One activist said police dragged him out of a hospital where he was undergoing treatment and took him to a police station, where he was beaten. "They hit me in the stomach with their knees, and when I fell they began to hit me on the head," said Ihar Tsikchanyuk, who lives in the city of Grodno. He said they called him derogatory names and went through the information stored on his cell phone.
Police have refused to comment on the questioning of the gay activists, as has the Justice Ministry.
The repression has caused panic among gays in Belarus. Many are cleaning out their accounts on social networking sites, deleting photographs and any references to gay culture.
"We are tired of being afraid and are thinking more about emigrating as a last resort," said 23-year-old designer Iryna Zhebrak, holding the hand of her partner, 24-year-old Karyna Trus.
The women, who have been together for 1 ½ years, said they planned to go to Europe to get married, but they hoped to be able to build a life together in Belarus.
"We want social change, integration with Europe," Trus said. "In today’s Belarus we have no future. The state stirs up hatred of people who have an untraditional sexual orientation, which only strengthens the already high level of intolerance in society."
Lukashenko has openly insulted gays, who he has said should be sent off to collective farms to perform public works.
After a meeting in 2011 with German Foreign Minister Guido Westerwelle, who is gay, Lukashenko made his now famous statement that "it’s better to be a dictator than a gay."
Lukashenko, an admirer of the Soviet Union, has relentlessly stifled dissent and extended his rule through elections that Western observers have criticized as undemocratic. The United States and the European Union have imposed economic and travel sanctions on the Belarusian government over its crackdown on opposition groups and independent news media.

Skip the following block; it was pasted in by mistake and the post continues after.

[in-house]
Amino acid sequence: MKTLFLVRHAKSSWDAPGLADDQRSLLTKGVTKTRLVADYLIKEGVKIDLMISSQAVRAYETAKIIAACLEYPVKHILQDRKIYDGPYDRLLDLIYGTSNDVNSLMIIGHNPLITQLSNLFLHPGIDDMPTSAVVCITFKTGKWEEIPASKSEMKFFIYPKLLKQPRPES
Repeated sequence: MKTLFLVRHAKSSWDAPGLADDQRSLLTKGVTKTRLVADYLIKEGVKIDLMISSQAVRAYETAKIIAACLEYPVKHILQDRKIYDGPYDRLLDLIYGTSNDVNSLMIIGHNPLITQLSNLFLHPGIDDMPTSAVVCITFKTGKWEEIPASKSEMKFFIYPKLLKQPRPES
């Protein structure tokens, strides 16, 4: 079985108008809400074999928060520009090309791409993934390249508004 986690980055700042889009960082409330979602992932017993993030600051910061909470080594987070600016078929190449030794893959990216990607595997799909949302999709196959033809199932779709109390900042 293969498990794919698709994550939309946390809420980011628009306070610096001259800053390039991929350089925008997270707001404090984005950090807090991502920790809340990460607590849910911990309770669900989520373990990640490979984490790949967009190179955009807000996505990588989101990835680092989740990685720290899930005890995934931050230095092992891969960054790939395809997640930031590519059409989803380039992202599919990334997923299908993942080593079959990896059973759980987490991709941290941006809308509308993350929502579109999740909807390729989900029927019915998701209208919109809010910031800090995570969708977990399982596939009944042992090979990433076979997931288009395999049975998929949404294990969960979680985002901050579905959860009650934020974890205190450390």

Any attempt to stage a gay rights demonstration in Belarus is usually quickly dispersed by police. But last year, activists managed to evade police by renting a streetcar and driving it through Minsk decorated with rainbow flags and signs.
Members of GayBelarus hold underground educational seminars and meetings in small towns, where gays have even a more difficult time. In Grodno, where Tsikchanyuk claims he was beaten, several seminars are planned for February.
"Gays for the first time got some hope that they could change their marginal existence, they came to believe that they could fight for their rights even in Belarus," said Androsenka, who has led the gay rights group for three years. The rented apartment where he lives with his partner is the group’s headquarters, strewn with books, brochures and rainbow flags.
Androsenka was supposed to leave Feb. 2 for the United States to participate in a program for civil society leaders sponsored by the State Department.
But Belarusian border guards seized his passport under what appears to be an absurd pretext. Androsenka said they told him his passport was listed as lost, and that he himself had reported it missing.